The movie doesn’t contain any sex scenes, not much swearing and no violent scenes [although there are some confronting moments in the film], yet it is rated R in America [I think its rated MA15+ in Australia]. The movie can be very powerful in moments. I’m not exactly saying whether that’s a good or a bad thing, though.

The thing about the movie is that it addresses so many issues in so short a space of time that by the end, one can feel overwhelmed- I certainly did. The movie left me reeling for about half an hour, during which time I watched a mind numbingly stupid film to let my brain rest.

During it, the ideas behind popularity and being famous are addressed, as well as why some people that are so talented do not get the recognition they deserve. What is privacy and what is the true point of doing anything at all – is for yourself, for others or for fame?

I would still recommend watching the movie, however, despite not knowing how I feel about it myself. It definitely made me think and see the world a little differently. It was wonderful in some ways, though. It was so light and fluffy, or so surprisingly humourous, and that was mixed in with mental illness and selfishness and sadness.

Definitely worth a look.

P.S. Frank wears a giant head for almost the entire movie. Don’t look up what the actor [Michael Fassbender] looks like- I reckon that’d just ruin it. Wait until the end. Also, he acts superbly even with the head on, and I commend him for that.

Studying Tips

It’s always nice to get a few tips on how to make studying easier, so here are a few that I found helped me.

  • Use colours. This could come in the form of using coloured pens, highlighters or seperaters in your binder. This engages the creative side of your brain, as the more technical one only works in one colour [it literally sees everything in black and white], so you’ll remember things easier if you work the other side to its potential as well.
  • Another trick for remembering things is to chew gum while you’re studying and then doing it again during the test. The taste and motion can help bring up things as you’re going through similar motions.
  • Stay organised. That may mean separate folders, different sleeves in your folders for different subjects, colour coding things, or other methods you have. This saves a lot of time while you’re looking for things, as well as help separate different pieces of information in your mind. Also, cleaning your workspace helps with concentration.
  • Have something blue with you- paint your nails, get a blue pencil case. This sounds a bit airy fairy, but blue is proven to help with concentration and memory.
  • Eat chocolate. Also proven to improve concentration and memory, as well as the fact that you can use it as positive reinforcement for working so hard [that last part isn’t so scientifically proven].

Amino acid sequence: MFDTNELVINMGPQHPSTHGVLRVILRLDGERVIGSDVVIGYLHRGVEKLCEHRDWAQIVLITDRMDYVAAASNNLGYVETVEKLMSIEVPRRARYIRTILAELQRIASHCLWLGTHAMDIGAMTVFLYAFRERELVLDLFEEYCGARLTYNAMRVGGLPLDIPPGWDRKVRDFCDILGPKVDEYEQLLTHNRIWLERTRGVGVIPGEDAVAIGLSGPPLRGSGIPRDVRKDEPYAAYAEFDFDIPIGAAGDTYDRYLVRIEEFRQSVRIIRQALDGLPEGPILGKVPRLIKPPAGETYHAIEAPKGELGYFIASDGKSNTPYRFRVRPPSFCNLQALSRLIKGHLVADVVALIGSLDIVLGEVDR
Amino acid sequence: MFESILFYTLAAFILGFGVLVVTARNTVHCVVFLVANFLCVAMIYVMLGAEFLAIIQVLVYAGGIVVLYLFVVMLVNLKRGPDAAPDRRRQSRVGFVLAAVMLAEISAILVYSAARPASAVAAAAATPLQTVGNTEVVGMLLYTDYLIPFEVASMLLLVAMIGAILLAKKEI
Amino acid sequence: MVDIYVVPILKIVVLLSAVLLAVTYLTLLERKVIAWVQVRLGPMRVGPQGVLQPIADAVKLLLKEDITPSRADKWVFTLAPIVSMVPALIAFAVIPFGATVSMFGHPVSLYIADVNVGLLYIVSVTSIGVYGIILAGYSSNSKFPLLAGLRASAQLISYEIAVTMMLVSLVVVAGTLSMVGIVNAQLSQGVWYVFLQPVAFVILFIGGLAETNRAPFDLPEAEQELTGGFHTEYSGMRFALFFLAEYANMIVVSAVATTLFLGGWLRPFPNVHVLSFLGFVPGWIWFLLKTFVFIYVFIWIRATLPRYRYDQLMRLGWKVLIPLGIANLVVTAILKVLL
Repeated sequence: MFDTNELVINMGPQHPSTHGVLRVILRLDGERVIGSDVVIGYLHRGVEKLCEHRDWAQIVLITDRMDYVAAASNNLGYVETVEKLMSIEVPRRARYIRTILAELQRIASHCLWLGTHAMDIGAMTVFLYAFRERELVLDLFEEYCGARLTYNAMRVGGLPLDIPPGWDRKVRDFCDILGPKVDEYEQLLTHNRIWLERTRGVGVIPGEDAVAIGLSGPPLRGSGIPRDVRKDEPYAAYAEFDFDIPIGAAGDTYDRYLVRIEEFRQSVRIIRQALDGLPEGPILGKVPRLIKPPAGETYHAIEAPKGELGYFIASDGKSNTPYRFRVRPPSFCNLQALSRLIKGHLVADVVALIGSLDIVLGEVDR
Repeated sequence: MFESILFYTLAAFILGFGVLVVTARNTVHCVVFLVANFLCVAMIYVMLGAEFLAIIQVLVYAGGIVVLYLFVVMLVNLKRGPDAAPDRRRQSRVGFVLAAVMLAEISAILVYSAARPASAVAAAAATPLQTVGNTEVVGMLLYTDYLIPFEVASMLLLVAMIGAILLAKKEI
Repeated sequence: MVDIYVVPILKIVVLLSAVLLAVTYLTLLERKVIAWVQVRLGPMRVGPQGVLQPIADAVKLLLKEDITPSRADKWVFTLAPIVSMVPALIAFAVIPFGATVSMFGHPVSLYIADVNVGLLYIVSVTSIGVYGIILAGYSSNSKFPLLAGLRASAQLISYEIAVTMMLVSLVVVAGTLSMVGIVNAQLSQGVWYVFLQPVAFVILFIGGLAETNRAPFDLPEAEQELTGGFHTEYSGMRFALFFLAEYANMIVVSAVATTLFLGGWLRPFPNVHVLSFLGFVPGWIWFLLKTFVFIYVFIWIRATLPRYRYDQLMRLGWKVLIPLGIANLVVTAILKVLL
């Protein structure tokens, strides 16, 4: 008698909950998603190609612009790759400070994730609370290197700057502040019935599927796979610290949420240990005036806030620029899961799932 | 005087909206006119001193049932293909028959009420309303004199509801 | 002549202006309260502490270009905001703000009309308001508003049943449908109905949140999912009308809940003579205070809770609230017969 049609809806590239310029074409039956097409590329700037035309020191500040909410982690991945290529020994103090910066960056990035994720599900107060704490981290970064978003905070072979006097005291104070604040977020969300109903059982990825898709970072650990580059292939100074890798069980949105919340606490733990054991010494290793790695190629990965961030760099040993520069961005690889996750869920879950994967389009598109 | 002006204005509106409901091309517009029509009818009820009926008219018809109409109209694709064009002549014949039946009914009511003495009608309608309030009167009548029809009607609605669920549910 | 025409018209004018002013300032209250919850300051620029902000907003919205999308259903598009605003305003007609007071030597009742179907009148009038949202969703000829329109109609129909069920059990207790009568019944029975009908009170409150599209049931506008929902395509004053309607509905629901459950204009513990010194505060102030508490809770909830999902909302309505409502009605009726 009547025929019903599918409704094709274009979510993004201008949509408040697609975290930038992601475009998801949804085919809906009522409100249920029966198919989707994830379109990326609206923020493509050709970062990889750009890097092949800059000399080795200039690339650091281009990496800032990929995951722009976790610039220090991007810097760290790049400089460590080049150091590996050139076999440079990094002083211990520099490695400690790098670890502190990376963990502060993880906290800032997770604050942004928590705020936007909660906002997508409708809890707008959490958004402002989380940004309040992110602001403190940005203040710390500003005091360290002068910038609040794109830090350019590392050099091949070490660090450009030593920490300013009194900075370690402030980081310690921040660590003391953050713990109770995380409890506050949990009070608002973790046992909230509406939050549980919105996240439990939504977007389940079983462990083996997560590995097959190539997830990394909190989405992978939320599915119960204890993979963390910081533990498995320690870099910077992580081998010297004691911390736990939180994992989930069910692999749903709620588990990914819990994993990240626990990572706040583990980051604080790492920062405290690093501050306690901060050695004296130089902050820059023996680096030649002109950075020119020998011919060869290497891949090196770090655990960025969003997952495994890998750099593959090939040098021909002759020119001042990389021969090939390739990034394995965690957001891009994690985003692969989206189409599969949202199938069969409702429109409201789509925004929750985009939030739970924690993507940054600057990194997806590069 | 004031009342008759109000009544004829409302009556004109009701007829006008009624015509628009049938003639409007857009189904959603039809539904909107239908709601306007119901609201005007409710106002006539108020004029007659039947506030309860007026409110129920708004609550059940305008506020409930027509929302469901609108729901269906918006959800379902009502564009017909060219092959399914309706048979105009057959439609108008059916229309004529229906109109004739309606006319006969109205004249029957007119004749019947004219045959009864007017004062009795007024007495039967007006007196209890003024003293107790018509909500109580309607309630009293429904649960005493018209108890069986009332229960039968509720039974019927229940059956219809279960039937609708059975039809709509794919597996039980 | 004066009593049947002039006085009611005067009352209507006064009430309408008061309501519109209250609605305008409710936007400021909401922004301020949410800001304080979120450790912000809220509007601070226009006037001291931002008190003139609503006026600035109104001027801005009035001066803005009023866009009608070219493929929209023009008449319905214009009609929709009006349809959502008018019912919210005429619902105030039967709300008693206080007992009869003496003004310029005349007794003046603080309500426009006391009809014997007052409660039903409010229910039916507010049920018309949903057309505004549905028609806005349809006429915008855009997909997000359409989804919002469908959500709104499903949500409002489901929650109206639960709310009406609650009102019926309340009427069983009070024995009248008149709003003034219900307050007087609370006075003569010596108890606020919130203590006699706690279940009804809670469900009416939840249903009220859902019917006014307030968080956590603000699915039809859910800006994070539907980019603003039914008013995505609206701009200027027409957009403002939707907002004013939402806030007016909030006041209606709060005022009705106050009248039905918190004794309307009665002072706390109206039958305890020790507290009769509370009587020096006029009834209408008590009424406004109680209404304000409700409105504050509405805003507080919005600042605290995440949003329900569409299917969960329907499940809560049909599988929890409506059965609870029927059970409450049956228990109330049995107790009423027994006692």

• Take regular breaks [maybe once every hour or so]. This helps your brain relax, and process the information you’ve just given it. You’ll absorb more if you take breaks than you will doing your studying hard core over long periods of time.
  • Paraphrase everything. You don’t need long complicated words. Rephrase everything so that you understand it and give yourself less to remember. Furthermore, there is no point in writing down things you already know or understand. This is where people trip up.
  • Apparently there is no scientific evidence to support writing things over again helping you to remember them, however I do know that this helps some of my friends. Also, physically writing something down [i.e. not typing it, or taking a photo of something, but using a pen and paper] can help you remember something.
  • Use loose leaf paper or a separate book to write your notes. When you take a look at something and then flip to the back of your book where your notes are, you so often forget what you’ve written. Also, it’s annoying flipping backwards and forwards. If you write in another book, you can just cross reference and keep moving forward in your school book. Furthermore, you can just carry around your study notes instead of your big book. This way you’re less likely to forget your notes.
  • Part of keeping organised, write titles to separate and categorise your notes.
  • Highlight or rewrite what you don’t remember so that you can find them easier. What I found best was writing the notes I needed but remembered/understood in green, writing what I was iffy on in orange and writing what I did not understand and needed to check in red. Titles were in purple so I could see them but didn’t have to concentrate on them. Then, before the exam, I just read my orange [after having checked the red previously].